Consumer responses to risk-benefit information about food

H. van Dijk

Research output: Thesisinternal PhD, WU

Abstract

Communication about the healthiness of consuming different food products has typically involved either health messages about the associated risks or benefits. In reality, consumption decisions often involve consumers “trading-off” the risks and benefits associated with the consumption of a particular food product. If consumers are to make informed choices about food consumption, they may need to simultaneously understand both risk and benefit information associated with consuming different foods. However, it is not known how this potentially conflicting information can best be communicated. Effective risk-benefit communication is also important because, increasingly, risk assessment and regulatory decision-making is focused on risk and benefit associated with a specific food issue, which will also need to be communicated to consumers. This thesis therefore examines consumer responses to information about both risks and benefits associated with food, in order to provide insights into effective ways to communicate this information. For this purpose, three lines of research are explored: (1) consumer perceptions and responses to integrated risk-benefit metrics, (2) potential barriers to effective risk-benefit communication, and (3) consumer responses to communication about risk management practices associated with food hazards.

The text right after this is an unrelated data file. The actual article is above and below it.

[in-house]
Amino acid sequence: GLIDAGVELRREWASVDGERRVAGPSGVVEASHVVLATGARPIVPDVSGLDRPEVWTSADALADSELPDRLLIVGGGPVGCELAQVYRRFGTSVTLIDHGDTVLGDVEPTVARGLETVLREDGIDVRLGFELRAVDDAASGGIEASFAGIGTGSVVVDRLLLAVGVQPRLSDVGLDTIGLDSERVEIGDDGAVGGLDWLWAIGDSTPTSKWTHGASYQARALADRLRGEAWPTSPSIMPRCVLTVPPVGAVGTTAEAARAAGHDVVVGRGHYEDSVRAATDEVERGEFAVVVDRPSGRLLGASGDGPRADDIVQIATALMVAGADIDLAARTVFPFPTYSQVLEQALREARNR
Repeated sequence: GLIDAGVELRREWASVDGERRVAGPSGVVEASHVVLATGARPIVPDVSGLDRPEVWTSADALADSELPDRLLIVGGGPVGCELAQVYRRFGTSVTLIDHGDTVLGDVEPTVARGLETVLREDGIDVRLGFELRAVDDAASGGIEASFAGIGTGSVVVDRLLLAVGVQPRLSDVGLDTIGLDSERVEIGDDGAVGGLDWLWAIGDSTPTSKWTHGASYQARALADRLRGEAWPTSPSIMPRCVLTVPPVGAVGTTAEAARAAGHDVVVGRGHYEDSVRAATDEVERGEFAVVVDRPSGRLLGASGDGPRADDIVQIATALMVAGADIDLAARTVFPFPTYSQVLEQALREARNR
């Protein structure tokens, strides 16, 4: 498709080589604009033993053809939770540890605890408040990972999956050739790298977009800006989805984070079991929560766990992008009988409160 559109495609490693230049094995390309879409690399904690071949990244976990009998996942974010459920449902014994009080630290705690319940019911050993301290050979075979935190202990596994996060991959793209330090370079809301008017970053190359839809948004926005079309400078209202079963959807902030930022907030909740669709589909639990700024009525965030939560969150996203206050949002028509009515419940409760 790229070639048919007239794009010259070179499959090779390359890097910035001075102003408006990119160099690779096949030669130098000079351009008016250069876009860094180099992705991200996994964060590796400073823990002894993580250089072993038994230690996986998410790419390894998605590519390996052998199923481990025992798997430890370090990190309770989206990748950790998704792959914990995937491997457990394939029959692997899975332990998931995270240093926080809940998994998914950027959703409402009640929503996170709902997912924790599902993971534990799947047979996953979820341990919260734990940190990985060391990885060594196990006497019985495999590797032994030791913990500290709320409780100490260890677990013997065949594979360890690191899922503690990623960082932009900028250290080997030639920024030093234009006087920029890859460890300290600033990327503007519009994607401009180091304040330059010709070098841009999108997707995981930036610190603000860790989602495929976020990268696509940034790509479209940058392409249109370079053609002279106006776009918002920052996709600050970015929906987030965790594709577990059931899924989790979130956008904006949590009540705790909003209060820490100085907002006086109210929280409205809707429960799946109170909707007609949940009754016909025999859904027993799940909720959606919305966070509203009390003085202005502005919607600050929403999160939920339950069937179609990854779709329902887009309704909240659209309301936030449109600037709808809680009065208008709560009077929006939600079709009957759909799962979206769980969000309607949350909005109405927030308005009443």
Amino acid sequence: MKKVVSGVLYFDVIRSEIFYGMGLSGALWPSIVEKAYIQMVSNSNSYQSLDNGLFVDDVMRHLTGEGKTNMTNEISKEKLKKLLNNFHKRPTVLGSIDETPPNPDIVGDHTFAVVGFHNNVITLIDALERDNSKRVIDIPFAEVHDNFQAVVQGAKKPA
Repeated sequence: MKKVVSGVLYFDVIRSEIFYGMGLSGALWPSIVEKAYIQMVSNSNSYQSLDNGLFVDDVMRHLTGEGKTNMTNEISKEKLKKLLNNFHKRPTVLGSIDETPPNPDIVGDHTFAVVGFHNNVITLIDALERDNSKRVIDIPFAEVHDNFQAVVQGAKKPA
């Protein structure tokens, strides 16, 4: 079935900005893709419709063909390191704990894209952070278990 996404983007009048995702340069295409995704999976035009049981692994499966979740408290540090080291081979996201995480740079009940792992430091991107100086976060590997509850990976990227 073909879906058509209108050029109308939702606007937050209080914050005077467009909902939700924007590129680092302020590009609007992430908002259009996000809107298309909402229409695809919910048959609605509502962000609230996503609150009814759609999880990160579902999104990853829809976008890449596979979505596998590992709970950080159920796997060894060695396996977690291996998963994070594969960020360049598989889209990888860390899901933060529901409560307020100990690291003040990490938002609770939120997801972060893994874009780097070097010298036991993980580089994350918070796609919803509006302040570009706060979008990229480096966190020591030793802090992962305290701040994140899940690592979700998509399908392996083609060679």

In Chapter 2 consumer preferences regarding several integrated risk-benefit metrics describing the combined impact of risks and benefits associated with food consumption on health are qualitatively explored. Chapter 3 examines consumer perceptions of quality-adjusted-life-years (QALYs) as a tool for describing the combined impact of risks and benefits associated with food consumption, and in Chapter 4 it is examined whether integrated risk-benefit information in terms of QALYs can facilitate informed decision making for consumers, including how this information can best be presented. The research regarding potential barriers to effective risk-benefit communication focuses on optimism regarding risks and benefits associated with food consumption (Chapter 5), and on the role of initial attitudes on the occurrence of negativity effects after the provision of balanced risk-benefit information (Chapter 6). Finally, the impact of information about risk management practices associated with food hazards on consumer perceptions of food risk management quality are examined (Chapter 7).
Overall, the results of this thesis provide useful insights for the development of effective risk-benefit communication, including the communication of information about integrated risk-benefit assessments, and for the development of effective ways to communicate about risk management practices associated with food hazards.

Original languageEnglish
QualificationDoctor of Philosophy
Awarding Institution
  • Wageningen University
Supervisors/Advisors
  • Frewer, Lynn, Promotor
  • Fischer, Arnout, Co-promotor
  • van Kleef, Ellen, Co-promotor
Award date14 Dec 2010
Place of PublicationS.l.
Print ISBNs9789085858003
Publication statusPublished - 2010

Keywords

  • consumer attitudes
  • food consumption
  • communication
  • consumer information
  • food preferences
  • food safety
  • decision making
  • consumer behaviour
  • risk-benefit analysis
  • risk management

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